Archive for the ‘china retractions’ Category
We’ve written before about how common cell line mix ups are in cancer research; according to a 2012 Wall Street Journal article (paywalled), between a fifth and a third of cancer cell lines tested by suspicious researchers turned out to be misidentified.
Obviously, mistakenly studying the wrong kind of cancer is a waste of precious resources, both time and money. And it’s clear the problem hasn’t gone away. PLoS ONE just retracted a cancer paper originally published in December 2012 for studying two cell lines that had been contaminated by other cell types.
Sometimes publishers and authors decide it’s easier to retract a paper than leave it up for discussion by other scientists.
That seems to be the case here: The authors of a paper in Langmuir retracted it in September for a math mistake, but not before the journal refused to publish a comment criticizing the publication.
Although it shocks some observers every time, we’ve reported on the retractions of more than 100 papers pulled because authors managed to do their own peer review.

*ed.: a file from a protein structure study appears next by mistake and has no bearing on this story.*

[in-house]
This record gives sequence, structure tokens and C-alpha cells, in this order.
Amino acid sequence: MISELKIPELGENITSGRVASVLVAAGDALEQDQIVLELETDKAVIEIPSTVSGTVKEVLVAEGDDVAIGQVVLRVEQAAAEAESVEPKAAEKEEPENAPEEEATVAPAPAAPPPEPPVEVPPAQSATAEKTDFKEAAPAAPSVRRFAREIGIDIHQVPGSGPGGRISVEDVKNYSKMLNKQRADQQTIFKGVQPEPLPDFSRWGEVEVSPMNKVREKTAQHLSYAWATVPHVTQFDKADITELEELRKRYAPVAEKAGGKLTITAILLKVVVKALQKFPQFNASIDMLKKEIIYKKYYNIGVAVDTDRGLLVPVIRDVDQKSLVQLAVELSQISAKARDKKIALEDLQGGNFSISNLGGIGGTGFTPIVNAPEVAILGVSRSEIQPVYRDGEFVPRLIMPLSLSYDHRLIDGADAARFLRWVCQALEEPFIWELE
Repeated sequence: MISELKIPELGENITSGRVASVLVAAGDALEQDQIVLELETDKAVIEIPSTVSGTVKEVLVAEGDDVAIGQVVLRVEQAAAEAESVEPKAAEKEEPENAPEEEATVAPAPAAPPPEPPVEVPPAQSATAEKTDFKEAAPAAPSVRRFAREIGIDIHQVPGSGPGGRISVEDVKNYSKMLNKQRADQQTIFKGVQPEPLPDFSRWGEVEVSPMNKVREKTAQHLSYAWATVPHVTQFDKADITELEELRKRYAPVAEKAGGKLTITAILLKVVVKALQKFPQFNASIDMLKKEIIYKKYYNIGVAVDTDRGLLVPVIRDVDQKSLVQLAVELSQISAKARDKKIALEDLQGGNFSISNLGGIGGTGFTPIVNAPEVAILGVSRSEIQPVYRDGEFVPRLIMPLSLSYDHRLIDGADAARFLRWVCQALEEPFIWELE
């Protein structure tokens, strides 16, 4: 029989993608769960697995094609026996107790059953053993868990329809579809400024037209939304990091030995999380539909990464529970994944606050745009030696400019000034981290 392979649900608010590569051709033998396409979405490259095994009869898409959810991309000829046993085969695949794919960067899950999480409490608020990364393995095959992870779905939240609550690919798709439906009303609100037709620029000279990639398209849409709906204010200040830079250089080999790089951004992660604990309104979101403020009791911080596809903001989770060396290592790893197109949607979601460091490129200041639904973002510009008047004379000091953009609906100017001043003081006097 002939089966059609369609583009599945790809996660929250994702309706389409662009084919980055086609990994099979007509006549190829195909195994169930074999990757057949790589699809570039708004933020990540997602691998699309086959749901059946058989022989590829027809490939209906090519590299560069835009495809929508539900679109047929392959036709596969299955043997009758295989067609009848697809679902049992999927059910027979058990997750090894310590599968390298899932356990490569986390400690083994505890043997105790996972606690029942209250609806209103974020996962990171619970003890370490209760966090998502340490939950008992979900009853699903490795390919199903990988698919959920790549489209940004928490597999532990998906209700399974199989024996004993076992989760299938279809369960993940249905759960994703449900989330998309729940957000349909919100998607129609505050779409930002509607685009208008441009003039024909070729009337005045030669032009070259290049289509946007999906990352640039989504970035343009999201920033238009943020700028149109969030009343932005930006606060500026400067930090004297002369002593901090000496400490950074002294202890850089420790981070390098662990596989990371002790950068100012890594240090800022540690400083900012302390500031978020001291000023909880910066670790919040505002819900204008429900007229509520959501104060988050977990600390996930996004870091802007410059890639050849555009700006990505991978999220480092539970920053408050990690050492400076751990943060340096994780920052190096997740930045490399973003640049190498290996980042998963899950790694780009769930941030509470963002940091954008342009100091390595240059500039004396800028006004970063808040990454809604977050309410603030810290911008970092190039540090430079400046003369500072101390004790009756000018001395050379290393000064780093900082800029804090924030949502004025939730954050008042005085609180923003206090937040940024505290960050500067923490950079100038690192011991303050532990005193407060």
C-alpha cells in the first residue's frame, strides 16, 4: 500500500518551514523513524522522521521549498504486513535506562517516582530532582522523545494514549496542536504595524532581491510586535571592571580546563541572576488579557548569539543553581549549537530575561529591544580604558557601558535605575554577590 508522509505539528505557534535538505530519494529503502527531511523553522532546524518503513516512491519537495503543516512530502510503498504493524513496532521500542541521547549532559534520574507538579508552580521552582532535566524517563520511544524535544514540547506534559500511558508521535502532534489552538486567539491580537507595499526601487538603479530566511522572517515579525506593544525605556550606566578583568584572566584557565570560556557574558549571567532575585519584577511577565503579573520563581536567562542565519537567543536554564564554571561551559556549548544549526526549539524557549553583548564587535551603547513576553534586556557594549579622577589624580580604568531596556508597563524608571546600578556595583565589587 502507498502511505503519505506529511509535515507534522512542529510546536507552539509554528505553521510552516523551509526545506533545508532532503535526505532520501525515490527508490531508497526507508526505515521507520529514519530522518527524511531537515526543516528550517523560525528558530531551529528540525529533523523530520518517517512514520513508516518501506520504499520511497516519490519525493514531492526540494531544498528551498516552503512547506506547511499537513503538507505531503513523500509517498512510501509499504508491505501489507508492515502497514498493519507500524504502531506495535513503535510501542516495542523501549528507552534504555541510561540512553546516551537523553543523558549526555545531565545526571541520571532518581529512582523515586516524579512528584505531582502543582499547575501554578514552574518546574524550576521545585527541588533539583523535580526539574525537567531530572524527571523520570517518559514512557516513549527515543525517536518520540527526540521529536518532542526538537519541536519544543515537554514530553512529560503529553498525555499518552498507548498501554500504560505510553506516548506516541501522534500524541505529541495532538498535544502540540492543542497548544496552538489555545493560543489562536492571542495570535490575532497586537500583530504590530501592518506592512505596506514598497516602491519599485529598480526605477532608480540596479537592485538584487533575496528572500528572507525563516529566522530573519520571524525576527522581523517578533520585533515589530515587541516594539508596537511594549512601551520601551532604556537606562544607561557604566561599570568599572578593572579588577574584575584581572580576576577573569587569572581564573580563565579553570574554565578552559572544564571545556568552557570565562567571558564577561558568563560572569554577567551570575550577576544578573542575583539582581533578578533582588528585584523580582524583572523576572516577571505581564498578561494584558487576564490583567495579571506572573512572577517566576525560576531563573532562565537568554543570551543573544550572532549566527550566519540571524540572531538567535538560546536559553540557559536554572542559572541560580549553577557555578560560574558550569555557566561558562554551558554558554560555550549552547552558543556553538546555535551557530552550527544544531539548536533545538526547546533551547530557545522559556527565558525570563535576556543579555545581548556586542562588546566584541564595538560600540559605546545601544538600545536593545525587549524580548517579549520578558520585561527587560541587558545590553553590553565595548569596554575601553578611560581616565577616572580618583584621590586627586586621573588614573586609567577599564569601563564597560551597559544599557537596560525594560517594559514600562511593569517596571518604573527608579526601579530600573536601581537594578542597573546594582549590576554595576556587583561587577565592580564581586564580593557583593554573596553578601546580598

Apparently, it’s happened again.
Here’s a retraction notice in BMC Systems Biology for “Predicting new molecular targets for rhein using network pharmacology,” by Aihua Zhang, Hui Sun, Bo Yang and Xijun Wang:
Acta Radiologica has pulled a 2012 article on breast cancer imaging for being a duplicate publication — a sin the retraction notice takes great pains to point out.
As we’ve pointed out before, economics and business journals have few retractions compared with the other academic literature. Opinions vary on why this is, but the fact that only a few journals have plagiarism policies can’t help.
Research Papers in Economics, or RePEc, an organization that maintains a database of economics papers, however, thoroughly investigates accusations of misconduct. A RePEc report, which indicated that the plagiarists were polite enough to cite the original paper, was used in the notice as evidence for a retraction in Economic Modelling.